Guideline capital costs: Energy efficient equipment and facilities may command a price premium over less efficient designs. This needs to be weighed against future savings in fuel inputs and possible charges for pollution outputs, such as through Net Present Value (NPV) calculations and scenario planning.
Guideline operational costs: Maintaining EE design requires adherence to operating & maintenance procedures
GHG reduction potential: Reductions in GHG emissions are directly related to savings in power, heat, and fuel inputs, according to the GHG intensity of the input. Highly efficient plants will use less energy and therefore emit less greenhouse gases
Time to perform engineering and installation: Designing facilities for high energy efficiency is more complex than traditional design approaches, which may make for a slower design phase. However, leading engineering design firms are experienced and efficient in implementing EE techniques
Typical scope of work description:

Because EE design can be applied across all O&G processes, the potential scope of work is very broad and can vary widely between situations.

It can include:

  • Design of a process with low power and heat demand
  • Design and selection of efficient system components (e.g. boilers, heat exchangers, reactors, distillation columns, piping, fittings, control architecture). This involves consideration of new technologies and comparison of the life-time energy savings of different alternatives.
  • Modeling of system components using computer software [Reference 3]
    • Performing experiments on components or pilot systems to refine model parameters and design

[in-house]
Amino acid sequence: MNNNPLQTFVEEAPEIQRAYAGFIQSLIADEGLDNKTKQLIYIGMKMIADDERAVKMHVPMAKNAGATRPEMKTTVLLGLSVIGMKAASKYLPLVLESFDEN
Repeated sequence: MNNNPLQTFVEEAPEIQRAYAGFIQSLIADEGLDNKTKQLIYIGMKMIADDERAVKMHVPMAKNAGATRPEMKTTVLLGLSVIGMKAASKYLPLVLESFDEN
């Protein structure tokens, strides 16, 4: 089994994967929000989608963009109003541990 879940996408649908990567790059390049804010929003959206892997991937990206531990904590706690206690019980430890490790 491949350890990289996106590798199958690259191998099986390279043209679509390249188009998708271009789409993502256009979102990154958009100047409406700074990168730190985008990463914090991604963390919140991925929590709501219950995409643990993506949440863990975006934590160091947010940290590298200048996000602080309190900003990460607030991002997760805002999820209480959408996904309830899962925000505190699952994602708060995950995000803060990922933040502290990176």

• Defining model constraints, goals and optimization parameters
    • Exploring the system-level design space and using mathematical optimization techniques to identify optimal trade-offs of design parameters
    • Performing further modeling and pilot testing of the optimized design to confirm its validity
  • Designing O&M procedures to maintain efficient performance

Decision drivers

Technical:   With a new plant (greenfield), the overall system optimization allows for the general arrangement of equipment & interconnecting piping to not be constrained by the optimization process. The general arrangement can be determined by the most efficient design available. Efficiency gains from upgrading existing faciltiesfacilities, however, can be constrained by the arrangement of existing equipment. Also note that maximizing system efficiency can involve trade-offs with system flexibility and performance robustness
Operational: O&M staffing requirements are similar to facilities designed with traditional approaches
Commercial: The use of equipment or systems that do not have several years of operational experience may pose a risk of poor reliability or poor availability of equipment or support services/parts. The potential gains from EE design must be evaluated against these risks
Environmental: Emissions reduction is directly related to EE design
Economic rule-of-thumb: EE design savings may be justifiable if the return-on-investment (ROI) period is short enough. Feedstock yield-related revamp designs are dependent on market fluctuations (i.e., price differentials for the product slate) and may require a shorter payback period. Energy pricing tends to be more stable than oil & refined market pricing and can have a longer payback period

Alternative technologies